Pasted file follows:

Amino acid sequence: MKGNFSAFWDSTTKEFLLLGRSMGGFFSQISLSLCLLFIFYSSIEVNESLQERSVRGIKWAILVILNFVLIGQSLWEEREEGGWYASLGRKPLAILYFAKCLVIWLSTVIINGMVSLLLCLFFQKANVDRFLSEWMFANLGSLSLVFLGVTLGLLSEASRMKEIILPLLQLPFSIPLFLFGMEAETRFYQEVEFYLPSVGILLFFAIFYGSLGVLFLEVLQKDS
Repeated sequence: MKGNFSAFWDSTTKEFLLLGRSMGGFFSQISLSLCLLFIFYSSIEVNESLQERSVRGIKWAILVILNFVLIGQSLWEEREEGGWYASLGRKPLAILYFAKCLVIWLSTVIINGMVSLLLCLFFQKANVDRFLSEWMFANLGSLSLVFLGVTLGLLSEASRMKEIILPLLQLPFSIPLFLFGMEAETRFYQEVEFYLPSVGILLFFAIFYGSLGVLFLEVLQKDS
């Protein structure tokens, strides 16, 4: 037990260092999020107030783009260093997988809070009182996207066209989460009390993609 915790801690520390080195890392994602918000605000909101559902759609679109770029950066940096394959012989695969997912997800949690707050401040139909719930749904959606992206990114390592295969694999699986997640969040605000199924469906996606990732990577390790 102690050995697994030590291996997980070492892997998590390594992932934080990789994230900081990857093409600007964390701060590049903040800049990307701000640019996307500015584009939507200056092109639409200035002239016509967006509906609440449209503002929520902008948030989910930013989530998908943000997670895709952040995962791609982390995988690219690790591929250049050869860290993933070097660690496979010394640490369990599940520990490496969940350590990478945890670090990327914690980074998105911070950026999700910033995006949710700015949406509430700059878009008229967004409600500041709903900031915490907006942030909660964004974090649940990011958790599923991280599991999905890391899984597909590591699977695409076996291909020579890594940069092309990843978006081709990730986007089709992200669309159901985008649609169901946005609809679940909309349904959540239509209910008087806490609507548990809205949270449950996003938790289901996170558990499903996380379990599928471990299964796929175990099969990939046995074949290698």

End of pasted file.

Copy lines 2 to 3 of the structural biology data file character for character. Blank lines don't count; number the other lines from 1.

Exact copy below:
Repeated sequence: MKGNFSAFWDSTTKEFLLLGRSMGGFFSQISLSLCLLFIFYSSIEVNESLQERSVRGIKWAILVILNFVLIGQSLWEEREEGGWYASLGRKPLAILYFAKCLVIWLSTVIINGMVSLLLCLFFQKANVDRFLSEWMFANLGSLSLVFLGVTLGLLSEASRMKEIILPLLQLPFSIPLFLFGMEAETRFYQEVEFYLPSVGILLFFAIFYGSLGVLFLEVLQKDS
């Protein structure tokens, strides 16, 4: 037990260092999020107030783009260093997988809070009182996207066209989460009390993609 915790801690520390080195890392994602918000605000909101559902759609679109770029950066940096394959012989695969997912997800949690707050401040139909719930749904959606992206990114390592295969694999699986997640969040605000199924469906996606990732990577390790 102690050995697994030590291996997980070492892997998590390594992932934080990789994230900081990857093409600007964390701060590049903040800049990307701000640019996307500015584009939507200056092109639409200035002239016509967006509906609440449209503002929520902008948030989910930013989530998908943000997670895709952040995962791609982390995988690219690790591929250049050869860290993933070097660690496979010394640490369990599940520990490496969940350590990478945890670090990327914690980074998105911070950026999700910033995006949710700015949406509430700059878009008229967004409600500041709903900031915490907006942030909660964004974090649940990011958790599923991280599991999905890391899984597909590591699977695409076996291909020579890594940069092309990843978006081709990730986007089709992200669309159901985008649609169901946005609809679940909309349904959540239509209910008087806490609507548990809205949270449950996003938790289901996170558990499903996380379990599928471990299964796929175990099969990939046995074949290698």